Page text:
Dementia with Lewy bodies has a unique genetic profile, distinct from those of Alzheimer’s disease or Parkinson’s disease, according to the first large-scale genetic study of this common type of dementia which was led by UCL.
The genome-wide association study, conducted by a UCL-led collaboration of 65 academics in 11 countries and funded by Alzheimer’s Society and the Lewy Body Society, is published today in The Lancet Neurology.
"Dementia with Lewy bodies accounts for 10-15% of dementia cases, yet our understanding of it lags beyond the more well-known Alzheimer’s disease, partly because it’s commonly misdiagnosed. Our findings clarify the disease’s distinctive genetic signature, which should, in the future, help improve clinical trials, and lead to more targeted treatments," said the study’s lead author, Dr Jose Bras (UCL Institute of Neurology).
The research team genotyped 1,743 patients with dementia with Lewy bodies (DLB) - including both clinical samples and 1,324 pathological samples assessed post-mortem - and 4,454 controls.
Two of the genetic loci that were found to be significantly associated with DLB, APOE and GBA, bore the same associations to DLB as they do to Alzheimer’s and Parkinson’s, respectively. Another one of the loci identified, SNCA, is also associated with Parkinson’s, but differently - the researchers found that a different part of the gene is linked to DLB. They also found preliminary evidence for a gene locus that had not been previously associated with DLB, but the results did not reach significance.
The team also found that a few loci that are associated with Alzheimer’s and Parkinson’s do not appear to be associated with DLB.
The researchers were able to identify a heritability estimate of DLB for the first time, at 36%, which is similar to that of Parkinson’s. The heritability was particularly high for four specific chromosomes, suggesting that further research could focus on those chromosomes to identify novel loci.
"As the gene loci that had previously been associated with DLB were also implicated in Alzheimer’s and Parkinson’s, it was unclear if DLB’s genetic roots were simply a combination of the other two diseases. We’ve confirmed that instead, it has its own unique genetic profile," explained the study’s first author, Dr Rita Guerreiro (UCL Institute of Neurology).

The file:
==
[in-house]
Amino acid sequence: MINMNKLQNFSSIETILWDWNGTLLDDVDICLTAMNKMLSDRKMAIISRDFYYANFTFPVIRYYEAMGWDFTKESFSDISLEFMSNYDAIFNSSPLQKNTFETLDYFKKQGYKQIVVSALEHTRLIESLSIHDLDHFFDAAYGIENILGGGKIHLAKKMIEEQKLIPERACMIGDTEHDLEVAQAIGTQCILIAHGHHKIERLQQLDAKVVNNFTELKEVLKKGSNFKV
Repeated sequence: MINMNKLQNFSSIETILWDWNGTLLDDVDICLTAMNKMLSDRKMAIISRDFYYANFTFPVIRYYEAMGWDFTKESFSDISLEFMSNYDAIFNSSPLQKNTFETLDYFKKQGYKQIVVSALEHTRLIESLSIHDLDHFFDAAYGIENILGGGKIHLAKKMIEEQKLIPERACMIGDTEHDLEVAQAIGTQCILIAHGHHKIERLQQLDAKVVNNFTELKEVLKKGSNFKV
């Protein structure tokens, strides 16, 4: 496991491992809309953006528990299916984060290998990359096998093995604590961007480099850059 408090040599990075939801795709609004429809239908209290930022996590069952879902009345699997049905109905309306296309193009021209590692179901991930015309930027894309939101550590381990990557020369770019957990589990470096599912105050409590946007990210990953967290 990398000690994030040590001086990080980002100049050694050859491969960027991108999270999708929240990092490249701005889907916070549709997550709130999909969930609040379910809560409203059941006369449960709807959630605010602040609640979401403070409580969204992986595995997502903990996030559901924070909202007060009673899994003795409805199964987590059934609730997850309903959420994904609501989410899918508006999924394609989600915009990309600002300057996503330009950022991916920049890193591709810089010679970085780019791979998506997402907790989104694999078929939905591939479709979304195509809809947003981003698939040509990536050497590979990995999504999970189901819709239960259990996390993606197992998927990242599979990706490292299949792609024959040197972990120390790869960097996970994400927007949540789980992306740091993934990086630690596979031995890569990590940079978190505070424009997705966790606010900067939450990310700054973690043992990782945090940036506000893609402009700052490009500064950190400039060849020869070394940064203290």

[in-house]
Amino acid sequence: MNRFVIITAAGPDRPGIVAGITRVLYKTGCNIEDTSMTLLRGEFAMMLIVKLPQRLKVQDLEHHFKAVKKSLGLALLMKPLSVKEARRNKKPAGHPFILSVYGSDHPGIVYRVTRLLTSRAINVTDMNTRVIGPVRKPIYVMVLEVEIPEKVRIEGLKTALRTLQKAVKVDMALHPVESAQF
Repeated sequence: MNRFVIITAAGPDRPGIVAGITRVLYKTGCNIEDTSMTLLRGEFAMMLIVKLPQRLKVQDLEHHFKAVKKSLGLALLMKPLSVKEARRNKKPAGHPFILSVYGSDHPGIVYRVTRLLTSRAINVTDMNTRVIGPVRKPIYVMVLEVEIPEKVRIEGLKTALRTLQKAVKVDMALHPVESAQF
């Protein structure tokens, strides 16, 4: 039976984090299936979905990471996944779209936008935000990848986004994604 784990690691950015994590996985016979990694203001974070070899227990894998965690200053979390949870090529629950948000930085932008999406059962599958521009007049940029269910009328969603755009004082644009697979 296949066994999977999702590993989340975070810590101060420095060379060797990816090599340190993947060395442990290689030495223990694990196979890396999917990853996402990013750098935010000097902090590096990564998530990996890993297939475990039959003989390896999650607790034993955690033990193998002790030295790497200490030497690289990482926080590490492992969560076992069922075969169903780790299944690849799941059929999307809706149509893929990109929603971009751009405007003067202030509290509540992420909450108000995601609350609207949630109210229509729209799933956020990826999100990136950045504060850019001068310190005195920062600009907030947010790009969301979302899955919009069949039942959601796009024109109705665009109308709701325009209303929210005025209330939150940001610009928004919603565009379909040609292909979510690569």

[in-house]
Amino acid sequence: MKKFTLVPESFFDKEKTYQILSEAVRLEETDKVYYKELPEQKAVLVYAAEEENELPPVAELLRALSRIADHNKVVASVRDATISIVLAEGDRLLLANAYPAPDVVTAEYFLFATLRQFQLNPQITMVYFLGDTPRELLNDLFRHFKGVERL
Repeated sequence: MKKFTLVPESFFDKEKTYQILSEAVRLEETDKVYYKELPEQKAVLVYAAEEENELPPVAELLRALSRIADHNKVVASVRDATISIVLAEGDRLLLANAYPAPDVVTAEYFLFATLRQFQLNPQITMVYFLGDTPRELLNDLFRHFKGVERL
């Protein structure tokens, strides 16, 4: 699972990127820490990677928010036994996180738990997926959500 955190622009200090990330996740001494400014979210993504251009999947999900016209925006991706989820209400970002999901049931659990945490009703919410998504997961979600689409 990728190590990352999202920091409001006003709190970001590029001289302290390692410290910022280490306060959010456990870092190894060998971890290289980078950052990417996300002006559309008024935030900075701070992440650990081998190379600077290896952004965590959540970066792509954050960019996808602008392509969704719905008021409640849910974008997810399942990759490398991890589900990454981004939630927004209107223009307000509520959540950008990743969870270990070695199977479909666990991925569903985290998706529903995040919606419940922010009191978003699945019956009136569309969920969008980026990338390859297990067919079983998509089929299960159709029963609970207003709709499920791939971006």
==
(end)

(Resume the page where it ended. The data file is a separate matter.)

"The selection of study participants has been a substantial challenge in dementia trials. Our findings can be used to identify more clearly which type of dementia each person has, so that they can take part in the right clinical trial, which could lead to better treatments and diagnostic tools," she said.
The researchers also hope that by advancing the understanding of which genes play a role in DLB, their results will aid in the development of targeted therapies.
"DLB and Parkinson’s have many similarities, as people with DLB often develop Parkinson’s symptoms, and Parkinson’s often leads to dementia. By understanding the genetic underpinnings, we can more effectively target treatments to the different groups," said Dr Bras.
Dr Doug Brown, Director of Research at Alzheimer’s Society who funded the study, said: "Dementia with Lewy bodies is often misunderstood as being a mixture of Alzheimer’s and Parkinson’s, but this confirms it’s actually a unique condition.
"Despite DLB being one of the most common forms of dementia in older people, until now there simply hasn’t been enough information on its causes, so the finding that up to 36% of cases might be genetically inherited is a real revelation.
"As the largest and most detailed study of its kind, these results will be invaluable in future research, and it’s a great milestone on the road towards our goal of understanding and treating all forms of dementia."